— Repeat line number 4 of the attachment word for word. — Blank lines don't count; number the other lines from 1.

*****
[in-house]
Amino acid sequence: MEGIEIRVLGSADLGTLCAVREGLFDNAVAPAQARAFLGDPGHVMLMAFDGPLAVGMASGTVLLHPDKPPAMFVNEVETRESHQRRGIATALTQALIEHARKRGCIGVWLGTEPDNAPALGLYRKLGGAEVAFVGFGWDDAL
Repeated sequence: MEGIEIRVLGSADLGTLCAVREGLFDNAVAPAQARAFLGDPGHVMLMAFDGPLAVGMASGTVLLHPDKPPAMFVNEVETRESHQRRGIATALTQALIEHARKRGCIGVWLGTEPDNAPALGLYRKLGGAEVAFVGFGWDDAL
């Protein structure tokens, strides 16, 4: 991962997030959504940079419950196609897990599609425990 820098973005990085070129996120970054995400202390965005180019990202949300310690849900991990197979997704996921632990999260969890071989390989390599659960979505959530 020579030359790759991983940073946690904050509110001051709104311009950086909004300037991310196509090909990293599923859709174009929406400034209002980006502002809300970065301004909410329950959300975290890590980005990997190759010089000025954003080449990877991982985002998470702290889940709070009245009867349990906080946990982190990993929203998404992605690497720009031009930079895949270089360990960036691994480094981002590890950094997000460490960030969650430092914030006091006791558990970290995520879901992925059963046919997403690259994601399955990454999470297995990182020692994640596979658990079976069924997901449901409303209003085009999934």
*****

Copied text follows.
């Protein structure tokens, strides 16, 4: 991962997030959504940079419950196609897990599609425990 820098973005990085070129996120970054995400202390965005180019990202949300310690849900991990197979997704996921632990999260969890071989390989390599659960979505959530 020579030359790759991983940073946690904050509110001051709104311009950086909004300037991310196509090909990293599923859709174009929406400034209002980006502002809300970065301004909410329950959300975290890590980005990997190759010089000025954003080449990877991982985002998470702290889940709070009245009867349990906080946990982190990993929203998404992605690497720009031009930079895949270089360990960036691994480094981002590890950094997000460490960030969650430092914030006091006791558990970290995520879901992925059963046919997403690259994601399955990454999470297995990182020692994640596979658990079976069924997901449901409303209003085009999934």